Climate Change Impacting Colorado River Flows
Climate change is already taking its toll on the Colorado River. A new study from a researcher at the U.S. Geological Survey found that rising air temperatures are causing river flows to decrease.
“Since the late 1980s, increases in temperature in the [Upper Colorado River Basin] have caused a substantial reduction in UCRB runoff efficiency (the ratio of streamflow to precipitation),” the study found. “These reductions in flow due to increasing temperatures are the largest documented since record keeping began.” These temperature increases in the last 30 years have meant a reduction of 7 percent of the river’s flow.
This is not the first study to find that higher temperatures are to blame for some of the reduced flows on the Colorado River, which has also seen a drought lasting 17 years. In March, Brad Udall of Colorado State University and Jonathan Overpeck of the University of Arizona found that one-third of the decline in flows in the upper basin was from higher temperatures caused by climate change.
Oroville’s Big Deadline
A much-anticipated November 1 deadline for initial repairs to the damaged main spillway to the dam at Lake Oroville was met, according to an announcement from California’s Department of Water Resources.
This is the first of many deadlines for needed repairs at Oroville, but an important milestone, which should help shore up the dam for the winter rainy season.
The agency reported that work will continue on “sealing drains, concrete seams and drain pipes, as well as site cleanup” and it will “continue work on the emergency spillway to complete construction of the underground secant pile wall … during the second phase of construction in 2018, we will place additional structural concrete on the main spillway and complete the emergency spillway buttress and splashpad.”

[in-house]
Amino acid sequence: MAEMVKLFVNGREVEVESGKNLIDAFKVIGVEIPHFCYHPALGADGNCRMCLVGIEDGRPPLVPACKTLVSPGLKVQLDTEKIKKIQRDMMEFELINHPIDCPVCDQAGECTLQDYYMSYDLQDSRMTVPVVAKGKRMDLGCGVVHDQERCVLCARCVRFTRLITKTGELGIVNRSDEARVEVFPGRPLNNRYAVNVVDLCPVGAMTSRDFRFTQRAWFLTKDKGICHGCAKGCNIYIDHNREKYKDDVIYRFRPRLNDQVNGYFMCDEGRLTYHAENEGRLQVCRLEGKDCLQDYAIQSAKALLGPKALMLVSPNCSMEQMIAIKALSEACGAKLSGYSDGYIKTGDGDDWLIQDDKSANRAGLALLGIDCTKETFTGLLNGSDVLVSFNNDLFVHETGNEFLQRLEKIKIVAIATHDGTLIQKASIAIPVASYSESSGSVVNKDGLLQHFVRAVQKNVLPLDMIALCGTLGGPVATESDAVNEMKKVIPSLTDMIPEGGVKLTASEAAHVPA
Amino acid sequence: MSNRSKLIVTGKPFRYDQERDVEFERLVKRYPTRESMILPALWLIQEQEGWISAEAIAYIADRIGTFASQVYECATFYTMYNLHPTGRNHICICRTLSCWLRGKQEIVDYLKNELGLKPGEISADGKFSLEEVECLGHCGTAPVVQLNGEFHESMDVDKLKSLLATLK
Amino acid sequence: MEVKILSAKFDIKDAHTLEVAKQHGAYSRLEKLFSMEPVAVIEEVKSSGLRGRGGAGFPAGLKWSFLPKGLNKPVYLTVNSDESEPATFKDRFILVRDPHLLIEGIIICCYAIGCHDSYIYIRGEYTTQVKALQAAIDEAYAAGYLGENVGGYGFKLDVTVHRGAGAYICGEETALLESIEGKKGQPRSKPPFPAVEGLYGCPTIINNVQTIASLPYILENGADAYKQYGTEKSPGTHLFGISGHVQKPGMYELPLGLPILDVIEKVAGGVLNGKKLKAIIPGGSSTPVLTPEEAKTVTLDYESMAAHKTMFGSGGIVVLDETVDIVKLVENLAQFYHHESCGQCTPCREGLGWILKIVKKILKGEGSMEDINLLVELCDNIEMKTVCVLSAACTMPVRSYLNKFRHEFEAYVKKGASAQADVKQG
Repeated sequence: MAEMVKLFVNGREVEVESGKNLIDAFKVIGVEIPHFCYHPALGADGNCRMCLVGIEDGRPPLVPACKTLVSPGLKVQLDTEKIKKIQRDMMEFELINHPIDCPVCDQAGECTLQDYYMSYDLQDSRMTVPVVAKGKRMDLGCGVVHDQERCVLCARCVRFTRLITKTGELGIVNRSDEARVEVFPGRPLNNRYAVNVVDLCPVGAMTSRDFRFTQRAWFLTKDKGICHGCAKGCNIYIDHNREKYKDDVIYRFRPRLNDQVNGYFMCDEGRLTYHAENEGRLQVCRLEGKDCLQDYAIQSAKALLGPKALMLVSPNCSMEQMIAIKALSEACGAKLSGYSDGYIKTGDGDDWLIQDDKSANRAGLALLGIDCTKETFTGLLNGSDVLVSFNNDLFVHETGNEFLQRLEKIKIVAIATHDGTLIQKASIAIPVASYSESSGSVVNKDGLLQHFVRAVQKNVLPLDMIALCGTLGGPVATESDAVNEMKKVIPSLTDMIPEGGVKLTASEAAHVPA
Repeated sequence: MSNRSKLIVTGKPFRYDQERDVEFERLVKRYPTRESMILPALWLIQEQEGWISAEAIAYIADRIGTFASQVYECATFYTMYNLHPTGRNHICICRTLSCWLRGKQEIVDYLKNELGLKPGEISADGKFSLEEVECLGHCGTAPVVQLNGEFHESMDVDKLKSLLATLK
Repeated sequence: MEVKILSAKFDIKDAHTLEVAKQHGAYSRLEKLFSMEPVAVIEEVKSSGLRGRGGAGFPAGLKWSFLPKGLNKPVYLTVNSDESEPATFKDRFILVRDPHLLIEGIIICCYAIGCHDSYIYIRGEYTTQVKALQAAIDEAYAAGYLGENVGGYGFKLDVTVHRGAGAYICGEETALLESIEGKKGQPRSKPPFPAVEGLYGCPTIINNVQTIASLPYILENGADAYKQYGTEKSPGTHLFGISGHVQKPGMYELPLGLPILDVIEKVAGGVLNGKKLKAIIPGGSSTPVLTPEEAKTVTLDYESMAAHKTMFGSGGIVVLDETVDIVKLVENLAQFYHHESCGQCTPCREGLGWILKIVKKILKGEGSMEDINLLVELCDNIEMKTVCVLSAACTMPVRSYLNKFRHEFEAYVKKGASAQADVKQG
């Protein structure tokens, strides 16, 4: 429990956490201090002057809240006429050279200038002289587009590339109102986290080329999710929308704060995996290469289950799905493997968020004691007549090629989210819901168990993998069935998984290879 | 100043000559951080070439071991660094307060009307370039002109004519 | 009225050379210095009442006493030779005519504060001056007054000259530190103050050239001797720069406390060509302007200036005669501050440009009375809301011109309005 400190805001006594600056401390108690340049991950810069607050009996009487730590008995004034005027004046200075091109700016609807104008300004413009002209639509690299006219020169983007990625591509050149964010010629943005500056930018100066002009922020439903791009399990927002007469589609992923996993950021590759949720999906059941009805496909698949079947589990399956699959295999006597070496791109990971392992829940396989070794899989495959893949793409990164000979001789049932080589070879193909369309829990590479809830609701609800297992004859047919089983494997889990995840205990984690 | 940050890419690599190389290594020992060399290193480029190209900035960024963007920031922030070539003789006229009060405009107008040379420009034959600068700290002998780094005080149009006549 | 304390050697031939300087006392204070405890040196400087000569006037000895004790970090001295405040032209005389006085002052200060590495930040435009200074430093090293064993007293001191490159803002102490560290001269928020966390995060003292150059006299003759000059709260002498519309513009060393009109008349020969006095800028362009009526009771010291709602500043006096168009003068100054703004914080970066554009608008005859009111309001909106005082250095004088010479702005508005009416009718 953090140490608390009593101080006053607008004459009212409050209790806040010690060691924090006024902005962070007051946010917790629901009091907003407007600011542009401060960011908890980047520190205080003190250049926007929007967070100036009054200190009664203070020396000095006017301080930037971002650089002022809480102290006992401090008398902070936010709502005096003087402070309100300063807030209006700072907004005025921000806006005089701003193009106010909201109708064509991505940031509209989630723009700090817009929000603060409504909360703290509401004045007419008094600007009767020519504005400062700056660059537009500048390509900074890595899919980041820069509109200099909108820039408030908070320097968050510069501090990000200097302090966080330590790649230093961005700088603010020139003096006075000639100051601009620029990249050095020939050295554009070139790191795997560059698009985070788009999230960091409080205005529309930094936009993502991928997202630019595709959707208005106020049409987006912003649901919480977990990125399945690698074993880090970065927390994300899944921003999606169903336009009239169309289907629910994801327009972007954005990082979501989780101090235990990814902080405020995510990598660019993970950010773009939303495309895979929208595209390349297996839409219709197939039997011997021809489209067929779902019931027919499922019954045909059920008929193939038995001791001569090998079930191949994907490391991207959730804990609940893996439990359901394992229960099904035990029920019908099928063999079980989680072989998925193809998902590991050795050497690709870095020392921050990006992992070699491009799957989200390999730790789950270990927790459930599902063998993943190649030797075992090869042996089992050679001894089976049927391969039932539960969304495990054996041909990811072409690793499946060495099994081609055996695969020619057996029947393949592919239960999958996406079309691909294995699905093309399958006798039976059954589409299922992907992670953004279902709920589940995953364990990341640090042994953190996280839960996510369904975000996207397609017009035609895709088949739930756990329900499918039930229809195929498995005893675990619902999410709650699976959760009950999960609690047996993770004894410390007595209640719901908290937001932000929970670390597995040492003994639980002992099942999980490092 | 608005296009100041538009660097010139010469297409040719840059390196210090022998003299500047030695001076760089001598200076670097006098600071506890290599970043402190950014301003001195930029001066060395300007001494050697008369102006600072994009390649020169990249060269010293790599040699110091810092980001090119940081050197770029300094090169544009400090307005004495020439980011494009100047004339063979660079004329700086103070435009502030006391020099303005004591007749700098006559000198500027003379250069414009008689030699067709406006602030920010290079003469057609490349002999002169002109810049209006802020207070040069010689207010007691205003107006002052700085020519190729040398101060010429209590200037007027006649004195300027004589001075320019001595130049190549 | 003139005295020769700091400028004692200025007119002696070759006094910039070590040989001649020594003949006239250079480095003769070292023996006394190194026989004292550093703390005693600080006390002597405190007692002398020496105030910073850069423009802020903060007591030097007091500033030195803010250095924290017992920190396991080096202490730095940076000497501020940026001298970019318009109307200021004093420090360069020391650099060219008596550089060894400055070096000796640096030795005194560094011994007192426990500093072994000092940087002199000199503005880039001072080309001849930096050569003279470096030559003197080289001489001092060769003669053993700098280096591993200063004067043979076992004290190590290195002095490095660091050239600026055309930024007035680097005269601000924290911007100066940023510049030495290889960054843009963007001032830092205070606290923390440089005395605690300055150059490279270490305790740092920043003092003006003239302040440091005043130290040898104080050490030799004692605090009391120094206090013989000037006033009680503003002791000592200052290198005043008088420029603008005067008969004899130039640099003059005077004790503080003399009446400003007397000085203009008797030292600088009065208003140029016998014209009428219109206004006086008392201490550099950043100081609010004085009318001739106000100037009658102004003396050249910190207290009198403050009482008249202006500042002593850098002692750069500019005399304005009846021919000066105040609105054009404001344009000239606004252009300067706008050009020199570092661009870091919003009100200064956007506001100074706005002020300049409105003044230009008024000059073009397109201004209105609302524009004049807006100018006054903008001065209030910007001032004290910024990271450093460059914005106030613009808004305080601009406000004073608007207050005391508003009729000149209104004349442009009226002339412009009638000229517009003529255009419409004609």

This news comes at the same time the state announced an overall safety review at Oroville.
Oregon Governor Moves to Halt Nestle Water Deal
A plan for an Oregon town to sell water to Nestle for a water bottling facility may have hit a roadblock in a move by the state’s governor, Oregon Public Broadcasting reported.
Nestle has had its eyes on opening a water bottling plant in Cascade Locks, a town on the Columbia River in Hood River County. To thwart that effort, in 2016, 69 percent of voters in the county approved a ballot measure to ban commercial water bottling. But city officials in Cascade Locks, eager for the $50 million Nestle facility to be built, devised a water transfer to get around the ban.
“The transfer would allow the city to access up to 225 gallons per minute from Oxbow Springs to sell to Nestle and replace that water from its municipal source,” OPB reported.
Now, Gov. Kate Brown has asked state officials to halt the water rights exchange needed for the transfer. She wrote in a letter to the Oregon Department of Fish and Wildlife that it would be an unwise use of resources because the water bottling ban makes “the ultimate goal of the proposed water exchange uncertain.”
- Mercury News: California Orders Overall Oroville Dam Safety Review
- KQED: Water Agency Meets Key Oroville Deadline, But Faces Skepticism About its Future Role
- The Sacramento Bee: How Jerry Brown Is Planning for Raging Fires and Extreme Heat
- The Los Angeles Times: How Much Will Water Cost From a Doheny Desalination Plant? South Coast Board Hears Options